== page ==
Efficacy of Vegetated Buffer Strips for Retaining Cryptosporidium parvum
Journal of Environmental Quality , 33 , 2004
Tate, K. W., Pereira, M.D.G., Atwill, E. R.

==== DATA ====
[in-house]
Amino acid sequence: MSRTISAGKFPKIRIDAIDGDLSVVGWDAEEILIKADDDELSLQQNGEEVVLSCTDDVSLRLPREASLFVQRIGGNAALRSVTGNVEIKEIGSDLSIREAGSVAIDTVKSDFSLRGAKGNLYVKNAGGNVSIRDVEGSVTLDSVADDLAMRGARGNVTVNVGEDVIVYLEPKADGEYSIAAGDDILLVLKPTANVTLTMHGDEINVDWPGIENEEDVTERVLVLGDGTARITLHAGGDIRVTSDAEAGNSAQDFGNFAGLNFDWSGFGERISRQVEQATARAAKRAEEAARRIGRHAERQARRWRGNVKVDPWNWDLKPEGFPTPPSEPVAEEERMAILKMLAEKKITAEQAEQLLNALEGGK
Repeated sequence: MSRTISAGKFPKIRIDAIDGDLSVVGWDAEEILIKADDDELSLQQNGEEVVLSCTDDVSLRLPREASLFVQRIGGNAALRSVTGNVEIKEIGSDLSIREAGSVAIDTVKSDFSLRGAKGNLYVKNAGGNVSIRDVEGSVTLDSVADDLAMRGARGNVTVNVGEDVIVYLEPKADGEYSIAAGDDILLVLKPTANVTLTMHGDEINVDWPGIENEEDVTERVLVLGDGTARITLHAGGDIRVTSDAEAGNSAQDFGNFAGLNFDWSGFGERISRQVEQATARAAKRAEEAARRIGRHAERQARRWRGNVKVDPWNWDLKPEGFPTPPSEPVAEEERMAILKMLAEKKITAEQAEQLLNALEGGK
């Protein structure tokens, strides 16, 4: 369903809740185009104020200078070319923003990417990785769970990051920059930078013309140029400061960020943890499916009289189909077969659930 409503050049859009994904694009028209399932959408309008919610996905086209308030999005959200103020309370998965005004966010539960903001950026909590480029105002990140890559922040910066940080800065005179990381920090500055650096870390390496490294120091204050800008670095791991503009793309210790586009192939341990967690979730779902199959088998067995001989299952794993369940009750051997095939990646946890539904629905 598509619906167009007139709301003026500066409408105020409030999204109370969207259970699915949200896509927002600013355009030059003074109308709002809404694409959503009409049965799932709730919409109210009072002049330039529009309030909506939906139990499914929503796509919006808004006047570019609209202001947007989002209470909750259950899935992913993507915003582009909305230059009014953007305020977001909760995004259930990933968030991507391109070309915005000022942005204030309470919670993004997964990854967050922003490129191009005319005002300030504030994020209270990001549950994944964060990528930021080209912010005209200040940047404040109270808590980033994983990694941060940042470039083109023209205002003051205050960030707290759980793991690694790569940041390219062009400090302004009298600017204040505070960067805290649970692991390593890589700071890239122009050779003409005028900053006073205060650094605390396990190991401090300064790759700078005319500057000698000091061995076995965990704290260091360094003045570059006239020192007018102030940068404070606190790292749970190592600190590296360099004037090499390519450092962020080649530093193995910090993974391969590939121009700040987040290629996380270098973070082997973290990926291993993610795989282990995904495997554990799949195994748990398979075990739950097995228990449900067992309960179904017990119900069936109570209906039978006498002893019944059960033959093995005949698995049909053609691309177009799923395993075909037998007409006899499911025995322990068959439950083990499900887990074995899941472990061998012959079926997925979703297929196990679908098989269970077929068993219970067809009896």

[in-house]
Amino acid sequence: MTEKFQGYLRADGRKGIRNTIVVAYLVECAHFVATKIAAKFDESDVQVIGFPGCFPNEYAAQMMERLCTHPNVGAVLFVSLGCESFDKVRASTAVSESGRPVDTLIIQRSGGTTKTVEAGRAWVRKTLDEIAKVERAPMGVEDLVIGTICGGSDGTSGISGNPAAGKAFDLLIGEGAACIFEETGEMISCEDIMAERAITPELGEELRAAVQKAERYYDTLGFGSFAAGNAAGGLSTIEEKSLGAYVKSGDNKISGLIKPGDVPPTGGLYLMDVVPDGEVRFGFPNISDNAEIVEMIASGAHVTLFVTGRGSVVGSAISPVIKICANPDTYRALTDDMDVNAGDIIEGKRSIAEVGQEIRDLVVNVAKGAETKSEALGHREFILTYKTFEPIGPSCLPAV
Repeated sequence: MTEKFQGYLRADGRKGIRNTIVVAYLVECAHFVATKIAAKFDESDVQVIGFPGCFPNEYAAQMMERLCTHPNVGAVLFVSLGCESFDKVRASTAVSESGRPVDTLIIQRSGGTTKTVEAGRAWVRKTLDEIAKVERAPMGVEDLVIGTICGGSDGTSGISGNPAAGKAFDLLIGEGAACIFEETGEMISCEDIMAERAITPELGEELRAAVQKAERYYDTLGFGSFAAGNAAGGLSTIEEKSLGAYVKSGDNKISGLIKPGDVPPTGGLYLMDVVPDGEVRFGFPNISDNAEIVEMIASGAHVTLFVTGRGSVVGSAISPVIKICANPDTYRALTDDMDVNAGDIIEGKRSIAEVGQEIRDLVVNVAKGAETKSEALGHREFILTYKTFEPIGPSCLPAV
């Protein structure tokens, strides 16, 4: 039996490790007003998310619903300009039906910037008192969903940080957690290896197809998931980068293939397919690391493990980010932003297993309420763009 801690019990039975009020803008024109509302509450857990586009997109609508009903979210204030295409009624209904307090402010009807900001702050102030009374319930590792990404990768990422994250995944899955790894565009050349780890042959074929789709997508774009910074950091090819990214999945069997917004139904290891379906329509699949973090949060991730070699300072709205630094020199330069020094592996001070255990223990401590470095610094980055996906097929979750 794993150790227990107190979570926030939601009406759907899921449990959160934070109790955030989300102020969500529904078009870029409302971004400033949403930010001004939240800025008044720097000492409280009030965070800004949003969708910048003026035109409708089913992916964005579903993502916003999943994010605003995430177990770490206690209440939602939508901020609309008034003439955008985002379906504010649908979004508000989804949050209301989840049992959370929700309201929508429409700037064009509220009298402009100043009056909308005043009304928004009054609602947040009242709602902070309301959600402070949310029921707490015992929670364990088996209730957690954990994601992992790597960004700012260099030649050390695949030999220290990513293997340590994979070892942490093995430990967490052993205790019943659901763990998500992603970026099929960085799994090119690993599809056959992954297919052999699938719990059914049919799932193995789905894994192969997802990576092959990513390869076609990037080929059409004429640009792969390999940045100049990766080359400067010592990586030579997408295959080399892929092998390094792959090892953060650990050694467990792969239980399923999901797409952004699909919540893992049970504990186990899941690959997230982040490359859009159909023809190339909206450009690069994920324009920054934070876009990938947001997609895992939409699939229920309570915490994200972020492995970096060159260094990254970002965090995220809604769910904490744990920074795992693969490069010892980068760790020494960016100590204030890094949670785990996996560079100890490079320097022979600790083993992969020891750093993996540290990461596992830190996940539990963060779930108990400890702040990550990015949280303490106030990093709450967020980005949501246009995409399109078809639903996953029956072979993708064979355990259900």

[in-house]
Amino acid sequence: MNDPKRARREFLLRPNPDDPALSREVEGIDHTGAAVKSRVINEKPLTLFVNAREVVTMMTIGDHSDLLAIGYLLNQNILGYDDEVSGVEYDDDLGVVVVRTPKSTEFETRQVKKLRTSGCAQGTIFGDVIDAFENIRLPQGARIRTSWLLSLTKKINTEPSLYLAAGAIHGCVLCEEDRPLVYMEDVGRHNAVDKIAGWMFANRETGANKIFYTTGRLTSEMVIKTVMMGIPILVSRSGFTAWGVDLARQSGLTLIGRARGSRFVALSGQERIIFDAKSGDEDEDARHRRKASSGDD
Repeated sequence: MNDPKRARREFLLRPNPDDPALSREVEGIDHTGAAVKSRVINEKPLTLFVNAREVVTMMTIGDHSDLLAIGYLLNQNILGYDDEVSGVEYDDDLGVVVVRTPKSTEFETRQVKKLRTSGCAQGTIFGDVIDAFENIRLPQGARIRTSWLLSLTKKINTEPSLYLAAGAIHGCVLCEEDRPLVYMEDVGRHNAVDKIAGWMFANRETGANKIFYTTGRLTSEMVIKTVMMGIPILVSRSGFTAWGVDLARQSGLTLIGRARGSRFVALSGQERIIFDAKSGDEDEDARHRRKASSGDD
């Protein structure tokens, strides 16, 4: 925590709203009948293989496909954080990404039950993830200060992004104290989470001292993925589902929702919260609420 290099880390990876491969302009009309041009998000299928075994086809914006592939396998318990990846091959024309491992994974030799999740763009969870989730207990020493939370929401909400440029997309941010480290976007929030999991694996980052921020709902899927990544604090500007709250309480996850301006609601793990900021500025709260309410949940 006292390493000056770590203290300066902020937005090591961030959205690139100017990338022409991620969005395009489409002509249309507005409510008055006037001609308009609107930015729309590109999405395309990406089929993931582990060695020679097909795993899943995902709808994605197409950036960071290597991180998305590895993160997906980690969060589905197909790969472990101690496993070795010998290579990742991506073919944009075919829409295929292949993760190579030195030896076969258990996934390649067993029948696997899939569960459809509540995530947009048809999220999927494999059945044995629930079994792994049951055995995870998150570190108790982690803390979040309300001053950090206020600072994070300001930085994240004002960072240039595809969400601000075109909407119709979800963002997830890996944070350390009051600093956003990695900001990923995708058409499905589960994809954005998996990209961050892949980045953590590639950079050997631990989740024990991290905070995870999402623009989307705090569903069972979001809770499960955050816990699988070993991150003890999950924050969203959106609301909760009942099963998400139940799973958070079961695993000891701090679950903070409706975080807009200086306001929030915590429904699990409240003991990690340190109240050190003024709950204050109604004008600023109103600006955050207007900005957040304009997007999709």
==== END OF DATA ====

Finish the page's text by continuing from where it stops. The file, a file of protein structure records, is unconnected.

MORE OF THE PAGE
Overland and shallow subsurface hydrologic transport of pathogenic Cryptosporidium parvum oocysts from cattle feces into surface drinking water supplies is a major concern on annual grasslands in California's central and southern Sierra Nevada foothills. Soil boxes (0.5 m wide × 1.1 m long × 0.3 m deep) were used to evaluate the ability of grass vegetated buffer strips to retain 2 × 108 spiked C. parvum oocysts in 200-g fecal deposits during simulated rainfall intensities of 30 to 47.5 mm/h over 2 h. Buffers were comprised of Ahwahnee sandy loam (coarse-loamy, mixed, active, thermic Mollic Haploxeralfs; 78:18:4 sand to silt to clay ratio; dry bulk density = 1.4 g/cm3) set at 5 to 20% land slope, and ≥95% grass cover (grass stubble height = 10 cm; biomass = 900 kg/ha dry weight). Total number of oocysts discharged from each soil box (combined overland and subsurface flow) during the 120-min simulation ranged from 1.5 × 106 to 23.9 × 106 oocysts. Observed overall mean log10 reduction of total C. parvum flux per meter of vegetated buffer was 1.44, 1.19, and 1.18 for buffers at 5, 12, and 20% land slope, respectively. Rainfall application rate (mm/h) was strongly associated with oocyst flux from these vegetated buffers, resulting in a decrease of 2 to 4% in the log10 reduction per meter buffer for every additional mm/h applied to the soil box. These results support the use of strategically placed vegetated buffers as one of several management strategies that can reduce the risk of waterborne C. parvum attributable to extensive cattle grazing on annual grassland watersheds. Cryptosporidium parvum is a ubiquitous protozoal parasite, with specific genotypes able to be transmitted between domestic animals and humans (Peng et al., 1997; Spano et al., 1997; Awad-El-Kariem et al., 1998; Okhuysen et al., 1999; Xiao et al., 2002). Vegetated buffers are widely advocated as a management practice to minimize the likelihood that animal agricultural operations contaminate surface water with enteric microorganisms prevalent in fecal matter, such as generic E. coli (Young et al., 1980; Coyne et al., 1995; Younos et al., 1998; Entry et al., 2000; Rosen et al., 2000). Considerably less work has been conducted on the ability of vegetated buffers to remove pathogenic microorganisms from overland and shallow subsurface flow, such as the protozoa, C. parvum (Mawdsley et al., 1996a; Tate et al., 2000; Atwill et al., 2002; Trask et al., 2004). It can be hypothesized that the efficiency of buffer strip filtration for C. parvum will be considerably greater than the efficiencies observed for enteric bacteria (Gifford and Hawkins, 1978, Gee and Bauder, 1979), given the fact that enteric bacteria such as Salmonella and E. coli are smaller rod-shaped pathogens ranging in length from 2 to 5 μm and 0.5 to 1.5 μm in width, while the infectious stage of C. parvum (oocyst) is spherical and has a diameter of 5 to 6 μm. It has been suggested that the primary mechanism by which vegetated buffers remove waterborne microbial pathogens is via infiltration of overland flow into the soil profile, followed by subsurface filtration and adsorption (Harter et al., 2000; Atwill et al., 2002; Trask et al., 2004). Larger diameter pathogens such as C. parvum are likely to be more susceptible to filtration compared to the smaller enteric bacteria. The situation is less clear for adsorption given the physicochemical processes governing attachment of a biological colloid onto a solid substrate (Walker and Montemagno, 1999) and the ability of C. parvum to desorb from sediments in a time-dependent manner (Harter et al., 2000). When enteric pathogens are excreted by a host in a matrix of fecal material onto the terrestrial component of a watershed, at least three events need to occur in order for C. parvum to reach surface water to become a waterborne hazard. First, C. parvum oocysts need to be released from the fecal matrix; second, the entrained oocysts need to avoid such processes as filtration, adsorption, and settling while being transported in overland and subsurface flow to a receiving body of water (e.g., river or lake); and third, oocysts need to remain infective during the completion of the first two processes. We have determined previously that a meter of vegetated buffer can function to remove 1 to 3 log10 of waterborne C. parvum oocysts entrained in overland flow (Atwill et al., 2002). The objective of this project was to assess the log10 reduction per meter of vegetated buffer when C. parvum oocysts are instead placed into a fecal matrix, as occurs naturally on watersheds with vertebrate hosts, and to determine if land slope (%) influences the ability of a buffer to retain oocysts. For this experiment, we simulated the vegetation, soil, land slope, and rainfall conditions of annual grasslands found in California's central and southern Sierra Nevada foothills. These grasslands occupy over 1.8 million ha in California and are a critical source of the state's surface drinking water supply. Approximately two-thirds of the state's drinking water reservoirs are located within annual grassland landscapes (Forest and Rangeland Resources Assessment Program, 1988).